Fall on Rock, Climbing Alone and Unroped, Wyoming, Grand Teton National Park, The Grand Traverse

Publication Year: 2005.


Wyoming, Grand Teton National Park, The Grand Traverse

On July 19 about 1030,1 received a call from Fred of Butte, Montana. Fred voiced concern for a friend and climbing partner of his, Dwight Bishop (49), whom he believed was overdue from a climb of the Grand Traverse.

Fred was concerned because he thought that his friend had left on July 16 and that he thought that Bishop had intended to accomplish the traverse in one day. After confirming that Bishop’s car was still at the Lupine Meadows trailhead, I initiated what was to become a very sizable search effort.

I began an interview with Fred Donich at about 1030. Donich noted that he thought that Bishop had left for the Traverse as early as some time Thursday morning (7/15) as he knew that the climber had contacted his mother by cell phone at that time. Donich believed that he could have left after that and that he might have taken bivouac equipment. He also thought that Bishop had probably taken a rope with him. Donich felt that the rope, however, would only be used to rappel certain sections of the climb that are easier to descend that way as opposed to the down-climbing alternative. Donich felt that Bishop would not use the rope to belay more difficult portions of the route such as the North Ridge or the Italian Cracks. It was Donich’s strong feeling that Bishop would simply free-solo these difficult sections, relying more on his technical abilities, and preferring speed over the slower, yet perhaps safer technique of roped soloing. Bishop’s technical climbing abilities were considerable, however. Donich had climbed with him as recently as the week before when they had rock climbed in the Humbug Spires of Montana. Donich stated that Bishop’s sport climbing prowess included a red point ability of 5.12+, using the Yosemite Decimal Scale of rating climbs. Bishop was an accomplished alpinist, having climbed some of the great north faces in the Alps including that of the north face of the Eiger and Walker Spur. He had extensive climbing experience in the Teton Range, having done many of the most difficult climbs, sometimes in winter. Bishop had apparently climbed the Grand Traverse ten or twelve years earlier and was planning a winter attempt on the route at some future date. Bishop was also a very fit individual having competed in the bicycle road race, Race Across America, in 1993 and in 2000.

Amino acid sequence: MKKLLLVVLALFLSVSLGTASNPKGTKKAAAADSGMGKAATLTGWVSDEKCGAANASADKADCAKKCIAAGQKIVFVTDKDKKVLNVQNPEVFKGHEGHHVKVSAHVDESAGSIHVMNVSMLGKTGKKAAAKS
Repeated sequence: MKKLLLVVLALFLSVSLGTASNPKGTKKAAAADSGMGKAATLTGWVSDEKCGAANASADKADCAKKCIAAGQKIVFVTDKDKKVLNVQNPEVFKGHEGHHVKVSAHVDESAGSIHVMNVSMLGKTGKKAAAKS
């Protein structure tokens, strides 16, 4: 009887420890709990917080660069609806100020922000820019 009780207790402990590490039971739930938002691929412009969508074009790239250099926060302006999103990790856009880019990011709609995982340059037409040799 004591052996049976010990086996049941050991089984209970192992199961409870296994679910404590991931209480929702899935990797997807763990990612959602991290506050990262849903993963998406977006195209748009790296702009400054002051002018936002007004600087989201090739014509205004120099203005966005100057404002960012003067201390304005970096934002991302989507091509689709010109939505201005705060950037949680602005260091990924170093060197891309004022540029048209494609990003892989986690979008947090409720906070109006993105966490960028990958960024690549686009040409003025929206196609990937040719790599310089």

The Grand Traverse. The Grand Teton and the peaks that comprise the heart of the range are linked together in a great 11-mile arc that forms the upper boundary of the north and south forks of Garnet Canyon. The climb of this great arc has come to be known among climbers as The Grand Traverse. Eleven summits are found along the way with ten of them rising above the 12,000 foot elevation. Over 25,000 feet of elevation is gained and lost during the course of the Traverse. The successful first traverse, accomplished by Richard Long, John Evans, and Allen Steck was completed on August 12, 1963. Since that time the climb has evolved in that climbers usually begin at the east face of Teewinot and proceed from north to south along the ridge crest to Nez Perce. This is more difficult in that it involves an ascent of the North Ridge of the Grand Teton, one of the classic alpine routes in the United States. The two well-known pitches on the climb, the Chockstone Chimney and the Slab Pitch, are considered to be the cruxesof the route and can be very difficult indeed if wet or icy. The Chockstone Chimney is rated 5.8 on the Yosemite Decimal scale and the Slab Pitch is rated 5.7. The Grand Traverse is a highly sought-after climbing objective. Popularized and made famous by the speedy, summertime exploits of Alex Lowe and Rolando Garibotti, as well as having received some attention lately in the climbing magazines, the Grand Traverse has a good deal of traffic on it during the main climbing season.